Mr Modi, who has just returned from a three-nation tour in Europe, addressed a high-level meeting on Thursday to review the situation related to heatwave management and preparedness for the upcoming monsoon.
According to Indian media reports, he advised states and union territories to prepare heat action plans at state, city and district levels.
At the national level, India’s disaster management authority is responsible for managing heatwave-related impacts.
Temperatures have hovered around the 40 degrees Celsius -104 degrees Fahrenheit – mark for days in the capital Delhi.
While such plans for wider natural disasters exist at state and local levels as well, just a few cities that are more prone to the phenomenon have dedicated heatwave response plans.
This year, however, India has been reeling under an unusually hot summer that began much earlier in March, recording some of the highest temperatures in over a century since the country began keeping records.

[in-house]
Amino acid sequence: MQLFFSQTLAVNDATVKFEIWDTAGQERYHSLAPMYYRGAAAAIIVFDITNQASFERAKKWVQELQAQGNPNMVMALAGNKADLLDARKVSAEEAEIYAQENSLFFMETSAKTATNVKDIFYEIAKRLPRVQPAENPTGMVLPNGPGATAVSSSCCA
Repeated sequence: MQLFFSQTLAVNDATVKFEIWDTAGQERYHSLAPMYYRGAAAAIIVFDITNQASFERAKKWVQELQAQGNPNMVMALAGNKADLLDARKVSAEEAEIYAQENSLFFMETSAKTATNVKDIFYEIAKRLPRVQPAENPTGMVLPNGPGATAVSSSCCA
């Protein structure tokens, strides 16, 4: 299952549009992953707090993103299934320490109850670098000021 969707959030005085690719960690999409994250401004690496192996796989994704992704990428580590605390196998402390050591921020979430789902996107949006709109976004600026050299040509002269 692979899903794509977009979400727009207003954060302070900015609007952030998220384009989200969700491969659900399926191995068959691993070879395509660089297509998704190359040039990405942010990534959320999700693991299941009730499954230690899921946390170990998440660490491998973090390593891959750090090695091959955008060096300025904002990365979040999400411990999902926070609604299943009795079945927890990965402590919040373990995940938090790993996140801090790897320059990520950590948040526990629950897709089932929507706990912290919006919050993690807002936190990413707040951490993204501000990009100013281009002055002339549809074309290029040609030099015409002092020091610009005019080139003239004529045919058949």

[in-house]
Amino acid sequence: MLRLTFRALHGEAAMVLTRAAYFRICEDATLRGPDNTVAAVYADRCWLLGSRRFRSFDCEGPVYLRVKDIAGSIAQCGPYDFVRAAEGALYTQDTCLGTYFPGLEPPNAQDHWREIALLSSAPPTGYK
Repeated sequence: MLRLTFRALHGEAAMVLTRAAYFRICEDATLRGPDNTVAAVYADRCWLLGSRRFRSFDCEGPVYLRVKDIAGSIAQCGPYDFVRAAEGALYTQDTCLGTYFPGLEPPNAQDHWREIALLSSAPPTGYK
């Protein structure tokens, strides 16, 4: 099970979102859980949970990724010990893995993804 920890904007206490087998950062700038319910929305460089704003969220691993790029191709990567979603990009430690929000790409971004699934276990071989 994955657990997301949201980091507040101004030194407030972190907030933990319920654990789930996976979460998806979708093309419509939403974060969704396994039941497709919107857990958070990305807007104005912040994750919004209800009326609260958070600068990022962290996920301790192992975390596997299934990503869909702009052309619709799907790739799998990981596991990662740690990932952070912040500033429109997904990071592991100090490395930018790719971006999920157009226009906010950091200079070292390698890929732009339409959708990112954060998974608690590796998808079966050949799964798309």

The India Meteorological Department has warned that the heatwave situation is set to continue, and get worse, in several pockets in the coming days as the country approaches the peak summer season of May-June when it is hottest.
The predictions remain in place despite some respite due to early monsoon showers in some areas.
The response from the prime minister comes after the impact of scorching heat led to an extreme coal shortage in the country because of an increase in demand for electricity.
A massive landfill in capital Delhi also caught fire and prices of fresh vegetables like lemons have soared with seasonal crops destroyed because of the extreme weather.
The impact is also visible in the form of heat stress as demands to shut down schools have been raised in several parts of the country.
This year’s extreme temperatures come after India’s heatwave situation has become more severe and frequent over the years, as the planet gets hotter due to climate change.